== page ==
The topic of Abuse has been running through my newsfeed this entire week, I felt it necessary to talk a little about it. I stumbled upon a site that details some warning signs of abuse and it’s a mandatory share. The website is titled; Hidden Hurt and that link will take you right to it. I feel so passionate about abuse and abuse victims because it breaks my heart, as I’m sure it does yours, to see someone trapped in such a situation for whatever reason. I had a friend a while ago that would come to me completely covered in bruises. I always felt lost for ideas. I tried often to convince her to come with me, to leave, to let me help. She always went back. I saw the slow Isolation from the beginning and we haven’t spoken in a decade plus. As an adult and a criminal justice major, when I look back, I can see that her trap was largely due to seeing her mother enduring the same abuse, it almost seemed like she thought that was just how it was.
Some of the warning signs, I saw on this site, of an abuser are as follows;
At the beginning of a relationship, an abuser will always say the jealousy is a sign of love. [He/she may question you about whom you have spoken to or seen during the day, may accuse you of flirting, or be jealous of time you spend with family, friends, children or hobbies which do not include him/her.] As the jealousy progresses, he/she may call you frequently during the day or drop by unexpectedly. He may be unhappy about or refuse to let you work for fear you’ll meet someone else, check the car mileage or ask friends to keep an eye on you. Jealousy is not proof of love, it is a sign of insecurity and possessiveness.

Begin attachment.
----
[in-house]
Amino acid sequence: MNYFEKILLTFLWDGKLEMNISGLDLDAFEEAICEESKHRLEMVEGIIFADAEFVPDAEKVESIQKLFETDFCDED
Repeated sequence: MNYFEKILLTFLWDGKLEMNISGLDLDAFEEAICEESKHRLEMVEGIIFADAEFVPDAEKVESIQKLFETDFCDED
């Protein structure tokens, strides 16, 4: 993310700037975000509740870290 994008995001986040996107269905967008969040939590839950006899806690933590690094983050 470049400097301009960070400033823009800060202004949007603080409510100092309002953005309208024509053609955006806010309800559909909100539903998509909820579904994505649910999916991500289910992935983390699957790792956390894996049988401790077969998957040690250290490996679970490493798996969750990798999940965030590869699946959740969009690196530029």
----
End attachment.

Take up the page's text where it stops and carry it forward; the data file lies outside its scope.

I thought about chopping off and cutting out some of the text, but if someone decides not to click the link to the site, they may miss some valuable clues.
Controlling behaviour is often disguised or excused as concern. Concern for your safety, your emotional or mental health, the need to use your time well, or to make sensible decisions. [Your abuser may be angry or upset if you are ‘late’ coming back from work, shopping, visiting friends, etc., even if you told him/her you would be later back than usual.] Your abuser may question you closely about where you were, whom you spoke to, the content of every conversation you held, or why you did something he/she was not involved in….Click Here
Many victims of abuse dated or knew their abuser for less than six months before they were engaged or living together.[ The abuser will often claim ‘love at first sight’, that you are ‘made for each other’, or that you are the only person whom he could ever talk to so openly, feel so at home with, could understand him so well. He/she may tell you that they have never loved anyone so much or felt so loved by anyone so much before, when you have really only known each other for a short amount of time.] He/she needs someone desperately, and will pressure you to commit to him/her or make love before you feel the relationship has reached ‘that stage’. He/she may also [make you feel guilty for not committing yourself to him/her.]
The abuser may expects you to be the perfect husband, wife, mother, father, lover, and friend. He/she is very dependent on you for all his/her needs, and may tell you he/she can fulfil all your needs as lover, friend, and companion. Statements such as: ‘lf you love me, I’m all you need’, ‘You are all I need.’ are common. Your abuser may expect you to provide everything for him/her emotionally, practically, financially or spiritually, and then blame you for not being perfect or living up to expectation.